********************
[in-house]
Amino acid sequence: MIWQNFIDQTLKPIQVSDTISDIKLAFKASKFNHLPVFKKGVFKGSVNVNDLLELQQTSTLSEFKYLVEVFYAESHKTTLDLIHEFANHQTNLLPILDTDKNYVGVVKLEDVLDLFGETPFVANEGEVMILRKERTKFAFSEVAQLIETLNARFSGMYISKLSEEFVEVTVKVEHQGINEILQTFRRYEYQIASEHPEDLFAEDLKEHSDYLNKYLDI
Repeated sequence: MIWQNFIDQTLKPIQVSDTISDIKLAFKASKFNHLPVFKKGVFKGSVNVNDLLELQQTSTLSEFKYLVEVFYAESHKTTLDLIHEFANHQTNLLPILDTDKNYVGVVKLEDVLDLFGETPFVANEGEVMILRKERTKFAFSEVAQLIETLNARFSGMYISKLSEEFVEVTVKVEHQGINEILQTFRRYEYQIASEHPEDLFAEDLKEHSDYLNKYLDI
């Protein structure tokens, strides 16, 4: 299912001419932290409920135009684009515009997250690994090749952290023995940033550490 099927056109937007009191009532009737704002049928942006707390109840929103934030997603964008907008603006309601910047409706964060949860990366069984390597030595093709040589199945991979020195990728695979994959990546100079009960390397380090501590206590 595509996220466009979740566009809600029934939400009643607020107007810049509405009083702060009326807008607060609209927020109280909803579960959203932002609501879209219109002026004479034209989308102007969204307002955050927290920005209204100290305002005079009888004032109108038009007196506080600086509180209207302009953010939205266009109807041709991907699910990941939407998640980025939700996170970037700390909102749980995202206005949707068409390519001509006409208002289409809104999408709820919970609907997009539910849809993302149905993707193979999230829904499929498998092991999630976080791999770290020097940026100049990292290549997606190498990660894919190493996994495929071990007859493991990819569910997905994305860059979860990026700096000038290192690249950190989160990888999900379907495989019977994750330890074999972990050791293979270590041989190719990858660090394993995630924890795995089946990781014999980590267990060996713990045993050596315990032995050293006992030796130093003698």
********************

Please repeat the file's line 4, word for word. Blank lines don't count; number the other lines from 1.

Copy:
């Protein structure tokens, strides 16, 4: 299912001419932290409920135009684009515009997250690994090749952290023995940033550490 099927056109937007009191009532009737704002049928942006707390109840929103934030997603964008907008603006309601910047409706964060949860990366069984390597030595093709040589199945991979020195990728695979994959990546100079009960390397380090501590206590 595509996220466009979740566009809600029934939400009643607020107007810049509405009083702060009326807008607060609209927020109280909803579960959203932002609501879209219109002026004479034209989308102007969204307002955050927290920005209204100290305002005079009888004032109108038009007196506080600086509180209207302009953010939205266009109807041709991907699910990941939407998640980025939700996170970037700390909102749980995202206005949707068409390519001509006409208002289409809104999408709820919970609907997009539910849809993302149905993707193979999230829904499929498998092991999630976080791999770290020097940026100049990292290549997606190498990660894919190493996994495929071990007859493991990819569910997905994305860059979860990026700096000038290192690249950190989160990888999900379907495989019977994750330890074999972990050791293979270590041989190719990858660090394993995630924890795995089946990781014999980590267990060996713990045993050596315990032995050293006992030796130093003698």